Vermitechnology and its terms

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  • hajo
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Vermitechnology and its terms

Dear all,

As you may notice, Vermitechnology (VT) has been placed now as a sub-category under the ‘green’ Resource Recovery. Reason being that I feel that VT is not just a technology which aims at improving the sanitation situation per se, but with the focus on recovering resources from human excreta for the beneficial use in agriculture. (incoming comments by you may still change it again)

Because the terms of VT and its subsets are not very popular and well known yet and may even have to be agreed upon, I’ll try to propose some definitions here which we may use in future when discussing VT. I expect some comments and amendments from the forum and hope that in the end, we will have a useful agreement. I’ll try to refer to public sources in these definitions as the aim may be transferring these definitions to a Wikipedia article about VT.

Vermitechnology:
VT is the overarching term for all processes using worms converting organic waste from different sources (kitchen waste, municipal organic waste, agro-industrial waste, human excreta, …). The worms digest the waste and excrete it as nutritious worm cast which can be used as fertiliser and soil conditioner (Prof. Dr. Arvind Kumar, Verms & Vermitechnology , A.P.H. Publishing Corporation, New Delhi, ISBN 81-7648-938-7).

Vermifilter:

On Wikipedia ( https://en.wikipedia.org/wiki/Vermifilter ) vermifilters (VF) are described as biological reactors containing filter media separating organic solids from waste water. The media also provides a habitat for aerobic bacteria and composting earthworms that purify the wastewater by removing pathogens and oxygen demand. Vermifilters are used for primary, secondary and tertiary treatment of sewage and for agro-industrial wastewater, including blackwater and greywater in on-site systems and municipal wastewater in large centralised systems.
The primary VF is wide and flat allowing the worms to spread out the ‘food’ and not being choked by a thick layer. The secondary and tertiary VF are high and small in cross section to provide a long contact time between the trickling water and the microbes and worms improving the water quality and for good aeration of the media.

Vermidigester:
In above Wiki article vermidigester (VD) is used as a synonym for vermifilter. As primary and secondary VF have different designs and because the primary VF serves more the purpose of digesting the suspended solids by the worms while the secondary VF polishes the effluent by aeration and removal of dissolved solids, it is proposed that the ‘Primary VF’ also be called vermidigester for the easier distinction of the two different filters and main processes in them.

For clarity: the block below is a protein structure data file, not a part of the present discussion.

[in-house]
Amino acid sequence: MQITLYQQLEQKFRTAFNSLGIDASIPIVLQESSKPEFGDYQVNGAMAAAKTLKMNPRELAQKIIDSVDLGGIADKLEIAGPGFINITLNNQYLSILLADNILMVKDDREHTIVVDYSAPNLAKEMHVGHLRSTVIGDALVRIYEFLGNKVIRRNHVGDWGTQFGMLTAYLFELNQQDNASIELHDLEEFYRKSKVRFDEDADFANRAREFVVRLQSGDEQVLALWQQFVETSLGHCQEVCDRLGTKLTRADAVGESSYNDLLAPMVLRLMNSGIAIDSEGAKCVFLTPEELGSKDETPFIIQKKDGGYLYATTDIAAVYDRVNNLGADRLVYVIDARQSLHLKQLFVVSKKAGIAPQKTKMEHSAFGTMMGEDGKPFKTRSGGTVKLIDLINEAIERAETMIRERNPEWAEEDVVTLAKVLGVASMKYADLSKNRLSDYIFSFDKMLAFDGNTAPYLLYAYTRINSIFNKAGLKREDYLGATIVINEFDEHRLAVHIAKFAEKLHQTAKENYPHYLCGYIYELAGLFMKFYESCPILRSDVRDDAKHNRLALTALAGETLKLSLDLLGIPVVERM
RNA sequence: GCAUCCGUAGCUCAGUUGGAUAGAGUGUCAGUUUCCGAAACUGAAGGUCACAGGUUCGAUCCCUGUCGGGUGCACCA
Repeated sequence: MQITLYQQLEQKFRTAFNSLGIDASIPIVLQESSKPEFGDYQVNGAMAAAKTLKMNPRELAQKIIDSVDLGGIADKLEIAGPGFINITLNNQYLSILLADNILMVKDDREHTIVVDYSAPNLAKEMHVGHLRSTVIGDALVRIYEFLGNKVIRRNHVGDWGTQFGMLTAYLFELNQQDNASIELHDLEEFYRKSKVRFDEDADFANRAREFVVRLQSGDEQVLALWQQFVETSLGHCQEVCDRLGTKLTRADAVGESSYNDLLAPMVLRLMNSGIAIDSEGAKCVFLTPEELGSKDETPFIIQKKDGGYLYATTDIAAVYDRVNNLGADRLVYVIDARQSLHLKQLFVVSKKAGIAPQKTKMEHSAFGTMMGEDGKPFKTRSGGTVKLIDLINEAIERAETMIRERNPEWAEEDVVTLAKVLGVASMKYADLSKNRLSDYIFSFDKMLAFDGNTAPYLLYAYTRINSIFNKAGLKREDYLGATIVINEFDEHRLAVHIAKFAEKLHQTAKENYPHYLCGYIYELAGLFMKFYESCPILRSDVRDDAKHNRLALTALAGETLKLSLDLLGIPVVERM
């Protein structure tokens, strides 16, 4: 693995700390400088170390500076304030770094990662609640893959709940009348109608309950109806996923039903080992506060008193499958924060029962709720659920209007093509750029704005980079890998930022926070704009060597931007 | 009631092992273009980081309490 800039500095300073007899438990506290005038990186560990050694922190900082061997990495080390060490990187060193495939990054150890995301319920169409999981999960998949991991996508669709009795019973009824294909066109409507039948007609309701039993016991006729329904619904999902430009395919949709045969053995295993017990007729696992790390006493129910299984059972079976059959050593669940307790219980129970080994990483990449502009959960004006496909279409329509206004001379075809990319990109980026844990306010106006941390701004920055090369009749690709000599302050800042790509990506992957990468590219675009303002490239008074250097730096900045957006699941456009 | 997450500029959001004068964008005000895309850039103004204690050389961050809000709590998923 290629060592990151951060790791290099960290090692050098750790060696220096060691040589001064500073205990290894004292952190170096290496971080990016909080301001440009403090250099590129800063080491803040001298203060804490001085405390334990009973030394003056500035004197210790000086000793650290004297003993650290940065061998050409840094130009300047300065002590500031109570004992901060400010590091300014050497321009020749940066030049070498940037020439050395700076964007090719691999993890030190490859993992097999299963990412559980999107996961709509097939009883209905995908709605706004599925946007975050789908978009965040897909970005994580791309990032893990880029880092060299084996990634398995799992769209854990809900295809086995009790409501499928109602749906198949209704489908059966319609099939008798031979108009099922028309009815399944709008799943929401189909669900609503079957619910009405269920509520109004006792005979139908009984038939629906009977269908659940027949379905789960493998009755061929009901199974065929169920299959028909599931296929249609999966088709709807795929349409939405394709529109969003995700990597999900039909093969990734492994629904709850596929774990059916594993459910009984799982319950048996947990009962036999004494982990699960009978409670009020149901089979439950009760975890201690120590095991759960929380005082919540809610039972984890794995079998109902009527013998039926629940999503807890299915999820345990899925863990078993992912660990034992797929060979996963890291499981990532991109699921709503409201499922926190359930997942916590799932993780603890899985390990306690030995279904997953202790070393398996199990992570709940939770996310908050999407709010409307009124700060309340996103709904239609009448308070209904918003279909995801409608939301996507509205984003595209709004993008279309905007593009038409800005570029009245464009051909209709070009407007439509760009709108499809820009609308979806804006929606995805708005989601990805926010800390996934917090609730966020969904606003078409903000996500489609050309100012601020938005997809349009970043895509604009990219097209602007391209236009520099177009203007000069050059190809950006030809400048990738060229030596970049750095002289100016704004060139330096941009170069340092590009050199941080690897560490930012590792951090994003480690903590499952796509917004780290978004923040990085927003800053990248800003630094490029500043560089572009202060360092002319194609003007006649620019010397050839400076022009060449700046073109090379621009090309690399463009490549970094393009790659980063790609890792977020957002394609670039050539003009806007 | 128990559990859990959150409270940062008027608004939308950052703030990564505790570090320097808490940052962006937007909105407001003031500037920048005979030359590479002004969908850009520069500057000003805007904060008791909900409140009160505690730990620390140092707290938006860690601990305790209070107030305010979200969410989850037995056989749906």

Vermicompost:
Vermicompost is well described in the respective Wikipedia article ( https://en.wikipedia.org/wiki/Vermicompost ) and mainly relates to decomposing of vegetable and food waste. Once vermicomposting is related to sewage and human excreta, this article calls the process vermifiltration or vermidigestion. It is proposed that we stick to that difference.

Vermiculture:
The same Wiki article above on vermicompost explains the term vermiculture as the rearing of worms for either composting or fishing purpose.

Looking forward to your comments and amendments,
Ciao
Hajo
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  • hajo
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Re: Vermitechnology and its terms

Dear all,

I noted that I forgot one very important aspect on the definition of vermitechnology :
Where the waste (especially human excreta) is transported by large amount of water (sewage, septage), VT does not only compost the solids but also improves the quality of the effluent. Therefore the definition of VT should be extended as follows:

Vermitechnology:
VT is the overarching term for all processes using worms converting organic waste from different sources (kitchen waste, municipal organic
waste, agro-industrial waste, human excreta, …). The worms digest the waste and excrete it as nutritious worm cast which can be used as fertiliser and soil conditioner (Prof. Dr. Arvind Kumar, Verms & Vermitechnology , A.P.H. Publishing Corporation, New Delhi, ISBN 81-7648-938-7).